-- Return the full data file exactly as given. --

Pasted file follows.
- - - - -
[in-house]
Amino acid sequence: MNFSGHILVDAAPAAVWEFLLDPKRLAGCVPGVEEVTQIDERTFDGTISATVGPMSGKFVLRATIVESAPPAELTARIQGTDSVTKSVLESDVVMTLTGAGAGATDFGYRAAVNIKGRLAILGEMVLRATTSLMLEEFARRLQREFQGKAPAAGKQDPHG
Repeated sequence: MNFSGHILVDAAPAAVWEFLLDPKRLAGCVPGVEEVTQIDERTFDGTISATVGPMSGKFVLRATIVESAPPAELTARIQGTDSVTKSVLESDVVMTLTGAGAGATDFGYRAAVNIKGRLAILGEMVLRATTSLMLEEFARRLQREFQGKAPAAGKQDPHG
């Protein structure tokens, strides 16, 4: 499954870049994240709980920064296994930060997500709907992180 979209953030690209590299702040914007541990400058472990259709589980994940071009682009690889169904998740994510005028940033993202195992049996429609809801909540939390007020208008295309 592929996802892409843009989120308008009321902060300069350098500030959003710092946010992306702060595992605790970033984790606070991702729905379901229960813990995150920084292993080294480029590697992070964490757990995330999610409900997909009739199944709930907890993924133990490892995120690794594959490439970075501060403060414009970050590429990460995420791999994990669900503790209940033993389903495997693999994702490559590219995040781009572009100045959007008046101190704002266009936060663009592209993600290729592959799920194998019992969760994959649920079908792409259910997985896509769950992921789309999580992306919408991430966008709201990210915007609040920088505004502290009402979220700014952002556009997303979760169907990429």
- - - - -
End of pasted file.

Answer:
[in-house]
Amino acid sequence: MNFSGHILVDAAPAAVWEFLLDPKRLAGCVPGVEEVTQIDERTFDGTISATVGPMSGKFVLRATIVESAPPAELTARIQGTDSVTKSVLESDVVMTLTGAGAGATDFGYRAAVNIKGRLAILGEMVLRATTSLMLEEFARRLQREFQGKAPAAGKQDPHG
Repeated sequence: MNFSGHILVDAAPAAVWEFLLDPKRLAGCVPGVEEVTQIDERTFDGTISATVGPMSGKFVLRATIVESAPPAELTARIQGTDSVTKSVLESDVVMTLTGAGAGATDFGYRAAVNIKGRLAILGEMVLRATTSLMLEEFARRLQREFQGKAPAAGKQDPHG
């Protein structure tokens, strides 16, 4: 499954870049994240709980920064296994930060997500709907992180 979209953030690209590299702040914007541990400058472990259709589980994940071009682009690889169904998740994510005028940033993202195992049996429609809801909540939390007020208008295309 592929996802892409843009989120308008009321902060300069350098500030959003710092946010992306702060595992605790970033984790606070991702729905379901229960813990995150920084292993080294480029590697992070964490757990995330999610409900997909009739199944709930907890993924133990490892995120690794594959490439970075501060403060414009970050590429990460995420791999994990669900503790209940033993389903495997693999994702490559590219995040781009572009100045959007008046101190704002266009936060663009592209993600290729592959799920194998019992969760994959649920079908792409259910997985896509769950992921789309999580992306919408991430966008709201990210915007609040920088505004502290009402979220700014952002556009997303979760169907990429």